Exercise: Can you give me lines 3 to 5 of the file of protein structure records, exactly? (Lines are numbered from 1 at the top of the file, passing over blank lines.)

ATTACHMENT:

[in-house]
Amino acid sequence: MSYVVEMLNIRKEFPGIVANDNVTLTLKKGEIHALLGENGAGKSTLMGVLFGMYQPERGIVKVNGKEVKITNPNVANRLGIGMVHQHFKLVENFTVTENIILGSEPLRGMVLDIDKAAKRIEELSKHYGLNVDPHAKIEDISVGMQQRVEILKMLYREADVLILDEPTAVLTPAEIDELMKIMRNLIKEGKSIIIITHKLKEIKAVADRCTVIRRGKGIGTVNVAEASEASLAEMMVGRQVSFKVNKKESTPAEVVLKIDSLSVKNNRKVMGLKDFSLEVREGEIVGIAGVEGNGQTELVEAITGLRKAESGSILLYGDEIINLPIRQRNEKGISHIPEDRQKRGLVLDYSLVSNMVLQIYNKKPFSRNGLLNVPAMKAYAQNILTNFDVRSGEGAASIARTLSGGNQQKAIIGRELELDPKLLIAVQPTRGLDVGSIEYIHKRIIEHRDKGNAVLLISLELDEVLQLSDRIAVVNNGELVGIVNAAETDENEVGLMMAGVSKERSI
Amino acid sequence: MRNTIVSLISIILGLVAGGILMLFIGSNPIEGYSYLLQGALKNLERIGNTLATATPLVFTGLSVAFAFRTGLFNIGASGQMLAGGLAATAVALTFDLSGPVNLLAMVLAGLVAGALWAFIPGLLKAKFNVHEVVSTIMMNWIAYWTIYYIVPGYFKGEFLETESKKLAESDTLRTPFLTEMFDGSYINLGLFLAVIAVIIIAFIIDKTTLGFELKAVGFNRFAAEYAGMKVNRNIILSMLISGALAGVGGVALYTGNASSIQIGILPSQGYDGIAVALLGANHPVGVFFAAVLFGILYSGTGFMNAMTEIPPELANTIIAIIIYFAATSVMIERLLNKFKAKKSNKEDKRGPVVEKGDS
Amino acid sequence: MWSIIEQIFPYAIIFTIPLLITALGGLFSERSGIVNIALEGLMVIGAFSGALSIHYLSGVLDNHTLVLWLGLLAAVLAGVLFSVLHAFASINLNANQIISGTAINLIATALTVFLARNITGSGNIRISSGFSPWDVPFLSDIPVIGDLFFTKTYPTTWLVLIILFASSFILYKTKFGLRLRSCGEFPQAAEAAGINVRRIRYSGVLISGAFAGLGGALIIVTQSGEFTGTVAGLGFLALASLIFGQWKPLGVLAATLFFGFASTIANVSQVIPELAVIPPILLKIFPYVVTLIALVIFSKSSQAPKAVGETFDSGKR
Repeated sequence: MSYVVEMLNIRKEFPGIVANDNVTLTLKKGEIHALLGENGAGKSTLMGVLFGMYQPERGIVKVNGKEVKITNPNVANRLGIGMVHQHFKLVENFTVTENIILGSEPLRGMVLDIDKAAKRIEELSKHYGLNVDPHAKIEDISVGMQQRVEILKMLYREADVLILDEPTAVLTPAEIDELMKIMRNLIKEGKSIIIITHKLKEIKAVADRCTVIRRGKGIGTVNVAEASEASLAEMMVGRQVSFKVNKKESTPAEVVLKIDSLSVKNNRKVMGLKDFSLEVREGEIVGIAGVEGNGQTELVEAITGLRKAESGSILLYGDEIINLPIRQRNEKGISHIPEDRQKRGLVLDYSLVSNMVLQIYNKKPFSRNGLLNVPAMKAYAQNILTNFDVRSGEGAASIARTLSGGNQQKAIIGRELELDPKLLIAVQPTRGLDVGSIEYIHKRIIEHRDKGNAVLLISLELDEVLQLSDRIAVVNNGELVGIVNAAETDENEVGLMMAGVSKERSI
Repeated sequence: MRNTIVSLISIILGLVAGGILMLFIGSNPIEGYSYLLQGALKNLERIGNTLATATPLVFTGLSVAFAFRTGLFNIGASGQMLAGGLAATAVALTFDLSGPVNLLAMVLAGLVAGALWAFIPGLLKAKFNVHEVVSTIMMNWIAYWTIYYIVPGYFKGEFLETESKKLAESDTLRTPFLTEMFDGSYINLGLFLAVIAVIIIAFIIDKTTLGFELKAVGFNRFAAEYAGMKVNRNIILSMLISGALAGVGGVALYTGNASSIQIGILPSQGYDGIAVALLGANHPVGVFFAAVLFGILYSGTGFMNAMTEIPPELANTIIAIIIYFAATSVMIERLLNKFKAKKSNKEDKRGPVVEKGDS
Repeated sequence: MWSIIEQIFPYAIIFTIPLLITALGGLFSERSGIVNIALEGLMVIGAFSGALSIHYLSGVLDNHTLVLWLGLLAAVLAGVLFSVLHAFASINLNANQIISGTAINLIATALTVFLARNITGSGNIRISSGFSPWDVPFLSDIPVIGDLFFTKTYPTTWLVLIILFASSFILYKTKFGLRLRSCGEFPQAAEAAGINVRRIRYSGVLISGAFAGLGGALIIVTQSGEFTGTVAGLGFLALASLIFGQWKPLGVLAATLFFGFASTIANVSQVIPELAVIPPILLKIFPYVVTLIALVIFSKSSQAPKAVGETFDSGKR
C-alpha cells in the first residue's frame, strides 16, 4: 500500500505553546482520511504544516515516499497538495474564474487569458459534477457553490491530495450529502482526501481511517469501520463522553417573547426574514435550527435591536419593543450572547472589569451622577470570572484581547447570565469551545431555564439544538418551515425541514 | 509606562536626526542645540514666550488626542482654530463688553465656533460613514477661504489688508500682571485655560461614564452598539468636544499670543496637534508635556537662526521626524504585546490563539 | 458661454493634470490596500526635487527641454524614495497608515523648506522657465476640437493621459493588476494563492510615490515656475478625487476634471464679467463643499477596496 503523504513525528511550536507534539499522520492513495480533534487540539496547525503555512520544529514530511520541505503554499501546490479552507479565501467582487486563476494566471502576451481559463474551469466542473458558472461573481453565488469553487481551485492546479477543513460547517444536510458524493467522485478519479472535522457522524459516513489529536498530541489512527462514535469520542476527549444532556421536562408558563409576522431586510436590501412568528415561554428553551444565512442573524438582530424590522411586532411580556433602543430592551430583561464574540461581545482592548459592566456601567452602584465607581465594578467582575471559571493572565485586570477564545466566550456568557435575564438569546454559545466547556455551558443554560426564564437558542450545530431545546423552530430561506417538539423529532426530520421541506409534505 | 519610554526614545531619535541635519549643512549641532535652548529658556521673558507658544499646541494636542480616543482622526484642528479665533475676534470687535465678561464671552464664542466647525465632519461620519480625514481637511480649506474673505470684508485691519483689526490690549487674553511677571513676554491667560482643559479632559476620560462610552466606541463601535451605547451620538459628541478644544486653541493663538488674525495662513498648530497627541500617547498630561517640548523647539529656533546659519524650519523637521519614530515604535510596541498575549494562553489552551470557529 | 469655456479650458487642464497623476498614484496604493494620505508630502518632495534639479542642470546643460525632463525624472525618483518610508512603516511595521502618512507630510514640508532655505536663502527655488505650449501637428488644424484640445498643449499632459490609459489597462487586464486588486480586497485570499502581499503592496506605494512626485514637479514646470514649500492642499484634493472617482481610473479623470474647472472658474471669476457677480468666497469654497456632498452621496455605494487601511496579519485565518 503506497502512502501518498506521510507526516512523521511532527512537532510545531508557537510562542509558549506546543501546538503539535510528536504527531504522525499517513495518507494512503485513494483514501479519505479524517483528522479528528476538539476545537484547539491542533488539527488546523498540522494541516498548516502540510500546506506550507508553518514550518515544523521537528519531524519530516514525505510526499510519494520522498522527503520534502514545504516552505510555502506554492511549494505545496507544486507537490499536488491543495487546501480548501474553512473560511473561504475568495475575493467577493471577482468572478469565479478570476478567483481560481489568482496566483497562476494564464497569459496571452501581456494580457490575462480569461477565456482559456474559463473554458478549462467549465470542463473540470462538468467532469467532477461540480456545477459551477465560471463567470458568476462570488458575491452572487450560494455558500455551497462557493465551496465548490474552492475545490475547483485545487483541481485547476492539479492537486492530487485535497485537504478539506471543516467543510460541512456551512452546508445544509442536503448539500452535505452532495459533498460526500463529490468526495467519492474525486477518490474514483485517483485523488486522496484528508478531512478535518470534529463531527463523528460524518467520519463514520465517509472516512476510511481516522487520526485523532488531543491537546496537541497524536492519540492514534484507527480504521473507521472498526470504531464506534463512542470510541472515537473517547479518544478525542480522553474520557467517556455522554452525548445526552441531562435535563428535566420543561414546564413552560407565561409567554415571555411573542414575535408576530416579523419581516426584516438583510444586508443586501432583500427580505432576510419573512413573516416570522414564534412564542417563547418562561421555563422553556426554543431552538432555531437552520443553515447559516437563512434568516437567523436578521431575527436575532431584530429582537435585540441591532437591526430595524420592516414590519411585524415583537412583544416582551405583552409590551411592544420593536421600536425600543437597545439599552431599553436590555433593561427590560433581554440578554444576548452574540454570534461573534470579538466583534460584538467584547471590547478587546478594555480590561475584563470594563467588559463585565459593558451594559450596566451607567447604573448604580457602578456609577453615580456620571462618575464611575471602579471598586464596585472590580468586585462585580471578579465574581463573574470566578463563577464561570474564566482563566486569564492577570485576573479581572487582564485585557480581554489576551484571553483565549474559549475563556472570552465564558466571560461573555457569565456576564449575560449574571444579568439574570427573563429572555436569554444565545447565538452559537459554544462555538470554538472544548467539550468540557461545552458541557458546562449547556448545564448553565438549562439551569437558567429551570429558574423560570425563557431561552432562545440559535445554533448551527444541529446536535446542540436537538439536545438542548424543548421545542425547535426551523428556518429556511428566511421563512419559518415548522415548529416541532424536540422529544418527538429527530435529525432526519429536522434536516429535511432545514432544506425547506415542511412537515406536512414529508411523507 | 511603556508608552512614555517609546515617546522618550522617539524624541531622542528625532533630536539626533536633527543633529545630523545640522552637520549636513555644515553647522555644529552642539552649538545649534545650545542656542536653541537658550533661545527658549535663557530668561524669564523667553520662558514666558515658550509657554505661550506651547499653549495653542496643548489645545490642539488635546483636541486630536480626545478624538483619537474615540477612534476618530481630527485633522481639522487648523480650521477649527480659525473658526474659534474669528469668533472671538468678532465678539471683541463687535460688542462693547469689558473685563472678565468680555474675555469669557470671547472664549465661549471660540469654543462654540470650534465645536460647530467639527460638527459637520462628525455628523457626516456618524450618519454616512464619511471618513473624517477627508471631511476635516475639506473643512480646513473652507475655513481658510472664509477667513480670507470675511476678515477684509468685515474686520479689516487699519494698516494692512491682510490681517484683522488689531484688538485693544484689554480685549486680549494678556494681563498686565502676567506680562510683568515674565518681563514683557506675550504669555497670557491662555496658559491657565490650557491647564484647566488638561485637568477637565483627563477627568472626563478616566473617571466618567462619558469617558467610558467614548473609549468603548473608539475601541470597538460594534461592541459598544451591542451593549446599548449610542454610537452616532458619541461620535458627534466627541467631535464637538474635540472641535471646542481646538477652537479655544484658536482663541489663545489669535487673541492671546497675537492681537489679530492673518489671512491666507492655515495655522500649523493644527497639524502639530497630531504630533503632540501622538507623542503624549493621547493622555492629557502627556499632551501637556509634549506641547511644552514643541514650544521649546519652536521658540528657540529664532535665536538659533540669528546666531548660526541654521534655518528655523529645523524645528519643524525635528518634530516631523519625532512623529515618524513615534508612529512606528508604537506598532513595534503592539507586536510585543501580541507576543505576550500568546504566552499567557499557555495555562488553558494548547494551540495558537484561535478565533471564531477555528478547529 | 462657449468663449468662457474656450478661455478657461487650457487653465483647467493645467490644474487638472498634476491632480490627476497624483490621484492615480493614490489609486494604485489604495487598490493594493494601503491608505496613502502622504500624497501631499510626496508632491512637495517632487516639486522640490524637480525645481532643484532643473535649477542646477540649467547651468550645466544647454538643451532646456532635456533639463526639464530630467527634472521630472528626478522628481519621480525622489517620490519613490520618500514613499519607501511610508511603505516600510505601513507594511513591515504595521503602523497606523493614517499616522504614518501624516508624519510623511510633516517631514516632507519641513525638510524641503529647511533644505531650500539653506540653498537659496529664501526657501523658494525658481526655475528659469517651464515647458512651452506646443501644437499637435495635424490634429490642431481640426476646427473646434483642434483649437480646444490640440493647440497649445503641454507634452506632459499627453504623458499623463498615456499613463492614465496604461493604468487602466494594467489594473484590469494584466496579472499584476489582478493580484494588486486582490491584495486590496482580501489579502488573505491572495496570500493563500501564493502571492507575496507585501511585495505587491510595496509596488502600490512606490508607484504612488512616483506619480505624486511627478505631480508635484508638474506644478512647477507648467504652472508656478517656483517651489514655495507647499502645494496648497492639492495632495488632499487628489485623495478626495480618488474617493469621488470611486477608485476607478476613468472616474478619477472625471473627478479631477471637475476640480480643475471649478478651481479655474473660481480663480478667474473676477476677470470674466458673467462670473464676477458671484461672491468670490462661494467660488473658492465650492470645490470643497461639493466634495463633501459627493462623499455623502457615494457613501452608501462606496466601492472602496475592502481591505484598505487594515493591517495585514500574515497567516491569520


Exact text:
Amino acid sequence: MRNTIVSLISIILGLVAGGILMLFIGSNPIEGYSYLLQGALKNLERIGNTLATATPLVFTGLSVAFAFRTGLFNIGASGQMLAGGLAATAVALTFDLSGPVNLLAMVLAGLVAGALWAFIPGLLKAKFNVHEVVSTIMMNWIAYWTIYYIVPGYFKGEFLETESKKLAESDTLRTPFLTEMFDGSYINLGLFLAVIAVIIIAFIIDKTTLGFELKAVGFNRFAAEYAGMKVNRNIILSMLISGALAGVGGVALYTGNASSIQIGILPSQGYDGIAVALLGANHPVGVFFAAVLFGILYSGTGFMNAMTEIPPELANTIIAIIIYFAATSVMIERLLNKFKAKKSNKEDKRGPVVEKGDS
Amino acid sequence: MWSIIEQIFPYAIIFTIPLLITALGGLFSERSGIVNIALEGLMVIGAFSGALSIHYLSGVLDNHTLVLWLGLLAAVLAGVLFSVLHAFASINLNANQIISGTAINLIATALTVFLARNITGSGNIRISSGFSPWDVPFLSDIPVIGDLFFTKTYPTTWLVLIILFASSFILYKTKFGLRLRSCGEFPQAAEAAGINVRRIRYSGVLISGAFAGLGGALIIVTQSGEFTGTVAGLGFLALASLIFGQWKPLGVLAATLFFGFASTIANVSQVIPELAVIPPILLKIFPYVVTLIALVIFSKSSQAPKAVGETFDSGKR
Repeated sequence: MSYVVEMLNIRKEFPGIVANDNVTLTLKKGEIHALLGENGAGKSTLMGVLFGMYQPERGIVKVNGKEVKITNPNVANRLGIGMVHQHFKLVENFTVTENIILGSEPLRGMVLDIDKAAKRIEELSKHYGLNVDPHAKIEDISVGMQQRVEILKMLYREADVLILDEPTAVLTPAEIDELMKIMRNLIKEGKSIIIITHKLKEIKAVADRCTVIRRGKGIGTVNVAEASEASLAEMMVGRQVSFKVNKKESTPAEVVLKIDSLSVKNNRKVMGLKDFSLEVREGEIVGIAGVEGNGQTELVEAITGLRKAESGSILLYGDEIINLPIRQRNEKGISHIPEDRQKRGLVLDYSLVSNMVLQIYNKKPFSRNGLLNVPAMKAYAQNILTNFDVRSGEGAASIARTLSGGNQQKAIIGRELELDPKLLIAVQPTRGLDVGSIEYIHKRIIEHRDKGNAVLLISLELDEVLQLSDRIAVVNNGELVGIVNAAETDENEVGLMMAGVSKERSI